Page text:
Since Complice is based on tracking progress towards goals, new Complice users often ask me how to think about their goals. Do they all need to be “S.M.A.R.T.” goals? (“specific, measurable, actionable, relevant, timely”) As in, do they all need to be a specific number, achieved by a specific date?
I think it helps to have goals like that. It helps you be really clear with what you’re aiming for, and to answer the “was today enough?” question. But your goals don’t have to be like that.
Another way to think of your goals is as dimensions. You have where you are, and you have where you want to be (roughly), and your goals can describe the directions you’ll need to travel in order to get to where you want to be.
One way to do this is to just have on direction: draw a straight line between where you are and where you’re going, and say “that’s my goal!” After all, that’s the shortest line, so it should be the easiest route. But I can use a very simple, practical example to demonstrate that that won’t always work. Say you’re downtown in a city with very regular blocks—let’s pick NYC because it has intuitive street names. You want to get from the intersection of 2nd St and Avenue A, to 6th St and Ave C. Now, the line that goes directly between those is the “shortest line”, but it’s not the easiest route—it goes through a bunch of buildings.
You’d be much better off if you broke your goal into two parts “I need to travel between streets going up in number (until 6th)” and “I need to travel between lettered avenues (until C)”. Now your path is really easy, because there are literally roads for you the whole way.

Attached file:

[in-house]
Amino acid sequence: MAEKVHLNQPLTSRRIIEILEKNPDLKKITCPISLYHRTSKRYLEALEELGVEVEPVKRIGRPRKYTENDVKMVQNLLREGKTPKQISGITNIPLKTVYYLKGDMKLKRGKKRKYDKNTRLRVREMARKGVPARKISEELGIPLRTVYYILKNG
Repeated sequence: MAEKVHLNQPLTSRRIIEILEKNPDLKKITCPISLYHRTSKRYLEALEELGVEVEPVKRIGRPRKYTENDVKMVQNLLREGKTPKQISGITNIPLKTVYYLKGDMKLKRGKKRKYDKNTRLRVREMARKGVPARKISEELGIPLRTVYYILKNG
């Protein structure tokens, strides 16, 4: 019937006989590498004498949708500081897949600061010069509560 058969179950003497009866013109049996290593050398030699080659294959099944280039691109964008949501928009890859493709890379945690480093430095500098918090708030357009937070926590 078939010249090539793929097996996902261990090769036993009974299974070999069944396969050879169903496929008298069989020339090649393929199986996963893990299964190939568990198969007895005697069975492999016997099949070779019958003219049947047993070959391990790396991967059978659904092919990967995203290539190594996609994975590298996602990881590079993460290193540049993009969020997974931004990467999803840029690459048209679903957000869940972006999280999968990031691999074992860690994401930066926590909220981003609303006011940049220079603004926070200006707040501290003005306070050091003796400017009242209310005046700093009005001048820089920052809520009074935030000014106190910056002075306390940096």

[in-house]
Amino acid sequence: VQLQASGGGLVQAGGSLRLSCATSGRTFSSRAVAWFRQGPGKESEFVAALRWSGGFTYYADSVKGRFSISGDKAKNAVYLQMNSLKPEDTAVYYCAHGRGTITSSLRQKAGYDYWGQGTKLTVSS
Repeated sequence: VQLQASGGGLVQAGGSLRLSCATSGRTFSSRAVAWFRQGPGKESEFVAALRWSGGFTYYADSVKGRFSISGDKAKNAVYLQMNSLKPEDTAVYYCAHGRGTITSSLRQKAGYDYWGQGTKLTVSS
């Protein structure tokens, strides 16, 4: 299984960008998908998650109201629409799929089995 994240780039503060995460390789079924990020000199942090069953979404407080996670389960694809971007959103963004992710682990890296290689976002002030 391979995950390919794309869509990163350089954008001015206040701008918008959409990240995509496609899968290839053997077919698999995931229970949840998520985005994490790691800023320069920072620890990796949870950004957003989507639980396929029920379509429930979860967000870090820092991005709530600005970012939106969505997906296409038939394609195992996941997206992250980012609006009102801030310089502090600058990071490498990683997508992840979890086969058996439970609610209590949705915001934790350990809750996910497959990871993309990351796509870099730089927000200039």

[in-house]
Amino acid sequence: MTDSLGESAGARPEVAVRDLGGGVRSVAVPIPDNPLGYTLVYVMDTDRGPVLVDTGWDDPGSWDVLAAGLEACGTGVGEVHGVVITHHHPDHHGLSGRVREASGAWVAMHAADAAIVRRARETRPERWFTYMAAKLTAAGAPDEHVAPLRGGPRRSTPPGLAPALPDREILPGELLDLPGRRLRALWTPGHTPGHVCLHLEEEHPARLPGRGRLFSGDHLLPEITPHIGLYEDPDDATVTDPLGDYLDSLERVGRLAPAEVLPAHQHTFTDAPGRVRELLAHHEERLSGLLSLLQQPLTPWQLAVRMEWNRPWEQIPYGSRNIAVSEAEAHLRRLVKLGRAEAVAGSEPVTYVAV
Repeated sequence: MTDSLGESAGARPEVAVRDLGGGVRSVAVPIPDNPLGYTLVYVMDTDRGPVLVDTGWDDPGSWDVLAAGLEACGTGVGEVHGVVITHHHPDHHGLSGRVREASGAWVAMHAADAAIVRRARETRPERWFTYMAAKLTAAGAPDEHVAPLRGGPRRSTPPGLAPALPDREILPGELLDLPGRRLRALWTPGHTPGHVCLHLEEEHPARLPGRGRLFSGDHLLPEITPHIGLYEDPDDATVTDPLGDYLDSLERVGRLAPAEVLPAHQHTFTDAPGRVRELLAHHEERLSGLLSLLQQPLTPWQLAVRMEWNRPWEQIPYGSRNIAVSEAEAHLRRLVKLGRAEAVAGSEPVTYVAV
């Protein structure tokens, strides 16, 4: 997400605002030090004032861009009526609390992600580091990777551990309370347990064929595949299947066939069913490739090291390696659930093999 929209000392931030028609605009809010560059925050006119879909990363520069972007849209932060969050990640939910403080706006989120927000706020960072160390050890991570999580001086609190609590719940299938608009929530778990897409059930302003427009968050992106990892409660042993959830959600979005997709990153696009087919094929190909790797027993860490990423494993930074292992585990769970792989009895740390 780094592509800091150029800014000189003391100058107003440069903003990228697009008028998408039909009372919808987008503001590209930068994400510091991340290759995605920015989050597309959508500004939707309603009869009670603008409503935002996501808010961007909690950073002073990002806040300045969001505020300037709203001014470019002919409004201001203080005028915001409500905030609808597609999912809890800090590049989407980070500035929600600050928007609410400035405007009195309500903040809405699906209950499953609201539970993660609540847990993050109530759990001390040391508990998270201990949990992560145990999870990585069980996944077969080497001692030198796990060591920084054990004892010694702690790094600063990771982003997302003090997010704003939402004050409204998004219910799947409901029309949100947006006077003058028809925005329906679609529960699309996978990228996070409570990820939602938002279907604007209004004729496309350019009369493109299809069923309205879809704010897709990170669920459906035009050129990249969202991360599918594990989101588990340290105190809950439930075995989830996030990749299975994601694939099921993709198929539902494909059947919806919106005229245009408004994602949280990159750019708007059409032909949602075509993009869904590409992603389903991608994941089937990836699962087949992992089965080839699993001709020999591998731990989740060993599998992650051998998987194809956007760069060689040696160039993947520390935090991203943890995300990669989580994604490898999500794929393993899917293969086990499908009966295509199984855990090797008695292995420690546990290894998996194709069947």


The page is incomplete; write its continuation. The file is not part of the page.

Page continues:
If you envision your life, and the state of the world, a year from now, it might make sense to describe that state all at once. But if you’re trying to get yourself to work towards it, some avenues are going to be much more tractable than others.
How this model applies to more nuanced goals
I think people kind of implicitly think of goals as dimensions a fair bit anyway. I know I did before I realized it. This led me into an interesting kind of mistake, where I was doing a lot of work towards my “Complice” goal, but I wasn’t actually on track to end up where I wanted to be! How did that happen? Well, what was my end goal: my end goal was that Complice was an amazing product, and a profitable business. But I was tracking it as just one goal.
I found myself much more drawn to improving the product than trying to get more customers, so after I got an initial 10 customers, my progress for the next year was basically the green line. Clearly I wasn’t on track towards my goal (the red marker). But since I was only asking “how far along am I along this path?” (the purple line, in the diagram) I could project my progress on improving the product onto that one dimension (the dotted green line), and then it totally looked like I was making lots of progress towards that goal, when I was actually going to end up way over to the right, with an awesome product that nobody was using.
The reason this happened is that even though I knew that I wanted to get more users, it was much easier to to improve the product (both in terms of “I knew how to do it” and “it was really easy to tell what worked and what didn’t”). And so I did what was easy and counted that. I don’t blame my daily decisions for that. I think it was a natural response to how I was incentivizing myself.